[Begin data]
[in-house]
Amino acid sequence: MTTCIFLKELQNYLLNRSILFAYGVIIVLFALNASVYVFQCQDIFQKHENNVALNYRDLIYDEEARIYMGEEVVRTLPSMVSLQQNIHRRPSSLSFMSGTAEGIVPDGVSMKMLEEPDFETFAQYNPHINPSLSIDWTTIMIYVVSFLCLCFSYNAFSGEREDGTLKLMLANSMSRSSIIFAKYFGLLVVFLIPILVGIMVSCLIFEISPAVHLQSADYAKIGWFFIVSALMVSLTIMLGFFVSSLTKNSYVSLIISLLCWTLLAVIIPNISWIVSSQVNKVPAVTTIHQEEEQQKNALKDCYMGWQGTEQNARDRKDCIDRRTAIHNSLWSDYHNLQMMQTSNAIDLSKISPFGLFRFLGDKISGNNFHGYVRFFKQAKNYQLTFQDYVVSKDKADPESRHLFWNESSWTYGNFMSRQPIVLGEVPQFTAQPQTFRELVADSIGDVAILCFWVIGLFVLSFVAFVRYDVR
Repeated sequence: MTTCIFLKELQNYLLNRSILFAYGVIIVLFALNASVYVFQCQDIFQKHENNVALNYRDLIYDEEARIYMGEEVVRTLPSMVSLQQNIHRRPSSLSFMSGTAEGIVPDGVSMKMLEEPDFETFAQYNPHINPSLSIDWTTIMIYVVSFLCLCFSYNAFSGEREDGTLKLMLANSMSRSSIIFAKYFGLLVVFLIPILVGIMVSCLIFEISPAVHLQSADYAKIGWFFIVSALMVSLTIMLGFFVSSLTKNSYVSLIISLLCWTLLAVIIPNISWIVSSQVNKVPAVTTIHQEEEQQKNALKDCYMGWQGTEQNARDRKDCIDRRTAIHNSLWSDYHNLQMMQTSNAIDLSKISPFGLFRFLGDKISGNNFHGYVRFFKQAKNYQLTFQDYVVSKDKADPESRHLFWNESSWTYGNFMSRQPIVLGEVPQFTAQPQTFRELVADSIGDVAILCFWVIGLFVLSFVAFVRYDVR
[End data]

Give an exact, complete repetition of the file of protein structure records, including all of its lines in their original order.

[in-house]
Amino acid sequence: MTTCIFLKELQNYLLNRSILFAYGVIIVLFALNASVYVFQCQDIFQKHENNVALNYRDLIYDEEARIYMGEEVVRTLPSMVSLQQNIHRRPSSLSFMSGTAEGIVPDGVSMKMLEEPDFETFAQYNPHINPSLSIDWTTIMIYVVSFLCLCFSYNAFSGEREDGTLKLMLANSMSRSSIIFAKYFGLLVVFLIPILVGIMVSCLIFEISPAVHLQSADYAKIGWFFIVSALMVSLTIMLGFFVSSLTKNSYVSLIISLLCWTLLAVIIPNISWIVSSQVNKVPAVTTIHQEEEQQKNALKDCYMGWQGTEQNARDRKDCIDRRTAIHNSLWSDYHNLQMMQTSNAIDLSKISPFGLFRFLGDKISGNNFHGYVRFFKQAKNYQLTFQDYVVSKDKADPESRHLFWNESSWTYGNFMSRQPIVLGEVPQFTAQPQTFRELVADSIGDVAILCFWVIGLFVLSFVAFVRYDVR
Repeated sequence: MTTCIFLKELQNYLLNRSILFAYGVIIVLFALNASVYVFQCQDIFQKHENNVALNYRDLIYDEEARIYMGEEVVRTLPSMVSLQQNIHRRPSSLSFMSGTAEGIVPDGVSMKMLEEPDFETFAQYNPHINPSLSIDWTTIMIYVVSFLCLCFSYNAFSGEREDGTLKLMLANSMSRSSIIFAKYFGLLVVFLIPILVGIMVSCLIFEISPAVHLQSADYAKIGWFFIVSALMVSLTIMLGFFVSSLTKNSYVSLIISLLCWTLLAVIIPNISWIVSSQVNKVPAVTTIHQEEEQQKNALKDCYMGWQGTEQNARDRKDCIDRRTAIHNSLWSDYHNLQMMQTSNAIDLSKISPFGLFRFLGDKISGNNFHGYVRFFKQAKNYQLTFQDYVVSKDKADPESRHLFWNESSWTYGNFMSRQPIVLGEVPQFTAQPQTFRELVADSIGDVAILCFWVIGLFVLSFVAFVRYDVR